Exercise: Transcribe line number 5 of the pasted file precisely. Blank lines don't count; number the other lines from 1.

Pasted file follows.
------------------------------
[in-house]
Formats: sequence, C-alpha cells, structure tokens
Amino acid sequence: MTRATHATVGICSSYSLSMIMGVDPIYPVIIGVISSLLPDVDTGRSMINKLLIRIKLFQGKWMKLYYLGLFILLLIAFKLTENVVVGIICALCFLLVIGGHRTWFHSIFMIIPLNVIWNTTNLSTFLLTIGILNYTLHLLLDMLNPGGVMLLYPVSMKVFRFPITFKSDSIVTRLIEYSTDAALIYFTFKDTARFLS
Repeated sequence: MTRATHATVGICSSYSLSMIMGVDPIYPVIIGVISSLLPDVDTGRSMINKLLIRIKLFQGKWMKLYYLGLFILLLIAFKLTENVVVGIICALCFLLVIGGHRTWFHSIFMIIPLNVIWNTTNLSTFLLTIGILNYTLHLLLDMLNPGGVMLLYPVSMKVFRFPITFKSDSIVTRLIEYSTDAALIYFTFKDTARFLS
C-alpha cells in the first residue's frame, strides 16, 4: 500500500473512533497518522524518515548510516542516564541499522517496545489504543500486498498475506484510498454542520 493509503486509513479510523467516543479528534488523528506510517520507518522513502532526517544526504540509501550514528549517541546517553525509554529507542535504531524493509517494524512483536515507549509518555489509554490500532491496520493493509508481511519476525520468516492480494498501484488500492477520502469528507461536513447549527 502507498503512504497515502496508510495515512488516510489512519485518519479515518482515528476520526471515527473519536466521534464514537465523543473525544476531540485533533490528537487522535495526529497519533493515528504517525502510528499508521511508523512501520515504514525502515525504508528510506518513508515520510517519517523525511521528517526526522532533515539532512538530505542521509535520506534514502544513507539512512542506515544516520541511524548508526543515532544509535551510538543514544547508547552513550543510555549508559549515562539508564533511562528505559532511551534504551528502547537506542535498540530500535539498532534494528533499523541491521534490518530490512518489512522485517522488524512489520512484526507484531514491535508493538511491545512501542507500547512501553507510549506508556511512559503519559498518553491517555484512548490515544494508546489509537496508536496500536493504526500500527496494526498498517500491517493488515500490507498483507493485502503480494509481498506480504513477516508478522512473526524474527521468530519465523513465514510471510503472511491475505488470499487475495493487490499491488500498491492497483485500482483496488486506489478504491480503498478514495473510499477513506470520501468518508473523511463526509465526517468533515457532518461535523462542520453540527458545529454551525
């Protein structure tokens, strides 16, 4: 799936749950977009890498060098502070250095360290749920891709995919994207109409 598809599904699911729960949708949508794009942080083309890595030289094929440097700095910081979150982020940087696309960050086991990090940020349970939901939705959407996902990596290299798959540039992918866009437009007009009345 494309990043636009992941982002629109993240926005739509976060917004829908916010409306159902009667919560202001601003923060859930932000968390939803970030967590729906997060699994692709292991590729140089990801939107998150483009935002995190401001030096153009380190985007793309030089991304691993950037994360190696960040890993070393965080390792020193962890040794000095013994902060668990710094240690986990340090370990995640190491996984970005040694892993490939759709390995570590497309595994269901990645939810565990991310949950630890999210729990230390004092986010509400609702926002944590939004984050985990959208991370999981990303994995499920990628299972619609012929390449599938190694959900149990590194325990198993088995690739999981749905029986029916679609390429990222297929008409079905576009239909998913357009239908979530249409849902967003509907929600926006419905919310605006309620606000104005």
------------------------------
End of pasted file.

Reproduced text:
C-alpha cells in the first residue's frame, strides 16, 4: 500500500473512533497518522524518515548510516542516564541499522517496545489504543500486498498475506484510498454542520 493509503486509513479510523467516543479528534488523528506510517520507518522513502532526517544526504540509501550514528549517541546517553525509554529507542535504531524493509517494524512483536515507549509518555489509554490500532491496520493493509508481511519476525520468516492480494498501484488500492477520502469528507461536513447549527 502507498503512504497515502496508510495515512488516510489512519485518519479515518482515528476520526471515527473519536466521534464514537465523543473525544476531540485533533490528537487522535495526529497519533493515528504517525502510528499508521511508523512501520515504514525502515525504508528510506518513508515520510517519517523525511521528517526526522532533515539532512538530505542521509535520506534514502544513507539512512542506515544516520541511524548508526543515532544509535551510538543514544547508547552513550543510555549508559549515562539508564533511562528505559532511551534504551528502547537506542535498540530500535539498532534494528533499523541491521534490518530490512518489512522485517522488524512489520512484526507484531514491535508493538511491545512501542507500547512501553507510549506508556511512559503519559498518553491517555484512548490515544494508546489509537496508536496500536493504526500500527496494526498498517500491517493488515500490507498483507493485502503480494509481498506480504513477516508478522512473526524474527521468530519465523513465514510471510503472511491475505488470499487475495493487490499491488500498491492497483485500482483496488486506489478504491480503498478514495473510499477513506470520501468518508473523511463526509465526517468533515457532518461535523462542520453540527458545529454551525